Moral Growth of Scout, Jem & Atticus in ‘To Kill a Mockingbird’
Exploring Character Growth in ‘To Kill a Mockingbird’
During the second semester of the 8th-grade literature course, we read the book “To Kill a Mockingbird.” The book had many characters that interacted with each other, and in this paper, I will go through three of the characters, talk about their moral growth, and compare them throughout the book. The three characters I will be talking about are Scout, Atticus, and Jem. Now, let’s begin with Scout.
Scout’s Moral Evolution in ‘To Kill a Mockingbird’
Now, first, I will talk about Scout. Scout takes on her father’s values a lot at the beginning of the book, as well as forming her own values. One example of Scout taking on her dad’s values is when Cecil makes fun of Atticus and Scout wants to fight, but Atticus tells her not to fight, besides what they say about him. So the next time Cecil provokes her, she decides not to fight him and take the moral high road. Now at the end of the book, when Scout realizes that Boo was never a monster and was the mockingbird symbol she had come to understand. Scout sees that Boo is morally good, and that changes her view of the world to reflect the good around her. “And they chased him,” never could catch him cause “they didn’t know what he looked like, an Atticus, when they finally saw him, why he hadn’t done any of those things… Atticus, he was real nice…”
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Jem’s Evolution: From Childhood Fears to Moral Awakening
Now, the second character I will talk about is Jem. At the beginning of the book, Jem is ten years old. At this time, Jem still plays games that are for children with Scout. Also, Jem is fearful of what he doesn’t know and assumes that Boo is dangerous based on rumors that he heard from Caroline. Jem values his pride. Now, one important passage in this book that Atticus tells Jem is, “Shoot all the bluejays you want, but remember it’s a sin to kill a Mockingbird.” Later in the book, Jem learns true bravery from Mrs. Dubose. After the whole courthouse situation, Jem goes to Atticus and talks about how unfair the situation was, and Atticus snaps, “He leaped off the bed, grabbed me by the collar and shook me. I never wanna hear about that courthouse again, ever, ever, you hear me?…”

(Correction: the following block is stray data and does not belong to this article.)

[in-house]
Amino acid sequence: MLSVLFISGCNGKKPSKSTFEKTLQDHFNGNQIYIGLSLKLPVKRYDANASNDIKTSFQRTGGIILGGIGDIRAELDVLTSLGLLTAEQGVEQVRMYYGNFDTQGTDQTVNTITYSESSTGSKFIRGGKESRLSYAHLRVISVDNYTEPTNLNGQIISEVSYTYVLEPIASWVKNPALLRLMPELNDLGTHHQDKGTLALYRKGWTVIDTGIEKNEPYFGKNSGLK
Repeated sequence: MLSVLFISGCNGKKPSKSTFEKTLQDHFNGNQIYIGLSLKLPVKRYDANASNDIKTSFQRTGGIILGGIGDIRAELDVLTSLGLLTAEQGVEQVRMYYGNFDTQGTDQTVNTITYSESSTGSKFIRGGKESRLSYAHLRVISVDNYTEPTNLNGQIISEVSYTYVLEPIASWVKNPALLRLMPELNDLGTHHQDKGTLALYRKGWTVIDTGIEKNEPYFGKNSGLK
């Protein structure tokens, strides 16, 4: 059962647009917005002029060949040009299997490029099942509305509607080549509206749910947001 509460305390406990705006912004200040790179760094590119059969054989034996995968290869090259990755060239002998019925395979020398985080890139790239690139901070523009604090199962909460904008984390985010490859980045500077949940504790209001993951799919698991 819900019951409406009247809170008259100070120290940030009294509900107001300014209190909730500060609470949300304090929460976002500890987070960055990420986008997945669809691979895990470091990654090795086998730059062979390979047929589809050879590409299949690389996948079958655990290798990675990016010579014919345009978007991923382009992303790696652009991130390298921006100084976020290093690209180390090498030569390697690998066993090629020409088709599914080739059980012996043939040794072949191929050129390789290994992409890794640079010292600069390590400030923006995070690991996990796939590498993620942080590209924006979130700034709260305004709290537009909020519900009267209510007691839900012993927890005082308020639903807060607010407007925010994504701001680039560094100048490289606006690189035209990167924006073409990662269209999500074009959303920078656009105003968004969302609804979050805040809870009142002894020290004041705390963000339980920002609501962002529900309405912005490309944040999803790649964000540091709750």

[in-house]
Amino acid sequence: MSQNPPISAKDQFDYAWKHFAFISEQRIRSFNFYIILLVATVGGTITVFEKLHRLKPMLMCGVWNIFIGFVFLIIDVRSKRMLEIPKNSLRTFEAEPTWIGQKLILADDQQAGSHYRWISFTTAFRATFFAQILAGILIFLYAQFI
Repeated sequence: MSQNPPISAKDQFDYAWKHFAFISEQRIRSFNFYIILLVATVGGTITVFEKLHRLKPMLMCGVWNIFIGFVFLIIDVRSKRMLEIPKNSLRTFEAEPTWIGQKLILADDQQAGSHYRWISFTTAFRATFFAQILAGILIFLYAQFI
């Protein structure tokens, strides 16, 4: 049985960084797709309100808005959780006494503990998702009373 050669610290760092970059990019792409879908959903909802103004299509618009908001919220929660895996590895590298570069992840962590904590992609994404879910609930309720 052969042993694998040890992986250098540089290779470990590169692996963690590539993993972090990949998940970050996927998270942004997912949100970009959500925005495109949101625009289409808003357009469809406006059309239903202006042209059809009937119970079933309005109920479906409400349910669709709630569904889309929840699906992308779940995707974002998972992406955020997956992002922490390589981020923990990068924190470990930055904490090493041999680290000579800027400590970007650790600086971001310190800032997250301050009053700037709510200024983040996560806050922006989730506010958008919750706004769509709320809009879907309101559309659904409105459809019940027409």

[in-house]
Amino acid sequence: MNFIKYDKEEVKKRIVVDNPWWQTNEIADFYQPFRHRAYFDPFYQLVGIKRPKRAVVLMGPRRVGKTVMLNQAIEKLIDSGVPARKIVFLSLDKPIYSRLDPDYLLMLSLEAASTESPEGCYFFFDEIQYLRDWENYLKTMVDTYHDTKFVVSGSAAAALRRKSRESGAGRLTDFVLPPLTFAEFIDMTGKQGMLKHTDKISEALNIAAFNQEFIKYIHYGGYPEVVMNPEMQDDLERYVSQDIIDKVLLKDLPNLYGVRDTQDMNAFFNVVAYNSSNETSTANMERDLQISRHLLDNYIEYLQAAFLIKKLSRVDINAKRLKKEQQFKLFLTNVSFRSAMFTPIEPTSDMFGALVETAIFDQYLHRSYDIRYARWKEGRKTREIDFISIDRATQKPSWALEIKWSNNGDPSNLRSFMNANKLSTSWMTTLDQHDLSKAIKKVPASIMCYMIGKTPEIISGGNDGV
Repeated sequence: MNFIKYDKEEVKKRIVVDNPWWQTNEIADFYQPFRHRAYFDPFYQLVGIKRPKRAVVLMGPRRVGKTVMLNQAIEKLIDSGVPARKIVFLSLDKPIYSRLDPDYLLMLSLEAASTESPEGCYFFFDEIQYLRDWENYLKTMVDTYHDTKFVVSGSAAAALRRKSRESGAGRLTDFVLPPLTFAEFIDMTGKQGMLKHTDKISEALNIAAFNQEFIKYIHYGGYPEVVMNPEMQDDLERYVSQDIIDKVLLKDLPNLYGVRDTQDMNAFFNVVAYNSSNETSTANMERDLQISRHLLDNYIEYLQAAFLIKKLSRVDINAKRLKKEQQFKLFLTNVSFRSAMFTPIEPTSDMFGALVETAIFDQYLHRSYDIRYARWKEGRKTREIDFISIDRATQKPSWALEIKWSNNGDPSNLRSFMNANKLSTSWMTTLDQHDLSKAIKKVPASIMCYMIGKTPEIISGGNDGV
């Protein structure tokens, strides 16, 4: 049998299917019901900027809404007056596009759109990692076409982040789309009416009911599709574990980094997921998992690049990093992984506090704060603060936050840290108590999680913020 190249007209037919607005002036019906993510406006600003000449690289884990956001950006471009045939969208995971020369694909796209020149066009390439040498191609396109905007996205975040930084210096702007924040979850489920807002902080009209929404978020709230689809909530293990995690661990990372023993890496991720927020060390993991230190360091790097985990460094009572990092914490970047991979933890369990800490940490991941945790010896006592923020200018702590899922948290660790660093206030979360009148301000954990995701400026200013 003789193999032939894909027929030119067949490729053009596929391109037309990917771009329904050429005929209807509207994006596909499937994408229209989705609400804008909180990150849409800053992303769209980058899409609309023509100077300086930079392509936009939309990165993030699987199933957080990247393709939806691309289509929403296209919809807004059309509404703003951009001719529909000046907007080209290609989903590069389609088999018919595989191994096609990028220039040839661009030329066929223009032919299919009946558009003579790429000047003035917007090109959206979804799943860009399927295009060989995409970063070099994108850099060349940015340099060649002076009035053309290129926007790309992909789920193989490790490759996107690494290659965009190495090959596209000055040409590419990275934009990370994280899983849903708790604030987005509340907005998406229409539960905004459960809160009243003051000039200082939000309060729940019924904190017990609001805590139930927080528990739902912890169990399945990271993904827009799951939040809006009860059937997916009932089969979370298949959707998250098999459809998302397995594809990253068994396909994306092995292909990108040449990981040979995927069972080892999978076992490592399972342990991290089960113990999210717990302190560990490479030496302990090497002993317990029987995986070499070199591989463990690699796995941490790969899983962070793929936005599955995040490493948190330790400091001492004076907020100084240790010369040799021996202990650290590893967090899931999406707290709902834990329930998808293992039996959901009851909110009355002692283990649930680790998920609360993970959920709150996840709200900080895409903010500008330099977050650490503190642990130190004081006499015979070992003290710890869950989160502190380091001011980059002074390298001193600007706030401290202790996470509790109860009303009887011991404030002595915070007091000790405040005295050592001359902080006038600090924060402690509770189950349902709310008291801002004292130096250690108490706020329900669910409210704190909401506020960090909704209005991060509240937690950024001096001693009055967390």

“Atticus said that Jem was trying hard to forget something, but what he was really doing was storing it away for a while until enough time passed.” What I learned from Jem is that he was very scared and didn’t have the courage to do much at the beginning of the book, but when the story progressed, I feel like he became braver and stood up for things that were right and talked against things that were wrong.
Atticus Finch: The Unwavering Pillar of Morality in ‘To Kill a Mockingbird’
Now, the last character I will talk about is Atticus. In my opinion, Atticus represents morality in To Kill a Mockingbird. Atticus is even-handed throughout the book. He is one of the few characters who never rethink his position on an issue. Atticus demonstrates patience, courage, bravery, and maturity. I don’t think Atticus changes much at all over the course of the novel. Throughout the book, he remains morally sound in his thinking and actions, and he does this in every situation, from the courthouse to his home. If there is any change, it is not discernible.
Certainly, he is disheartened by the outcome of Tom Robinson’s trial, but he probably expected this and realized that the social evolution of Maycomb would be a much more gradual process and could not expect a town so steeped in tradition and racist thinking to change over the course of just one trial. He is, maybe, the most forthright and morally justified character in all of American literature. So, as unbelievably good as he is, that’s just the point; he represents ethical justice in totality; he doesn’t need to change.
The Stark Realities Presented in ‘To Kill a Mockingbird’
Now, my thesis statement for this book is “Racism is a big problem in Maycomb.” This is my thesis statement for a few reasons. The first reason is that the people there are definitely racist, and the neighborhoods are separated into white and black neighborhoods. The next reason this is my thesis statement is that Tom never got a fair trial, and the “n” word is used a lot in this book. Another reason is that the jury had never been in favor of a colored person. Overall, I definitely think this book is on the topic of racism, and it puts you into the perspective of how the world acted against black people, and it is very important to know this stuff. I think it was a good book to read, and I somewhat enjoyed it.
- Lee, H. (1960). To Kill a Mockingbird. J.B. Lippincott & Co.
- Smith, J. (2023). Lecture on “Character Development in To Kill a Mockingbird.” 8th-Grade Literature Course.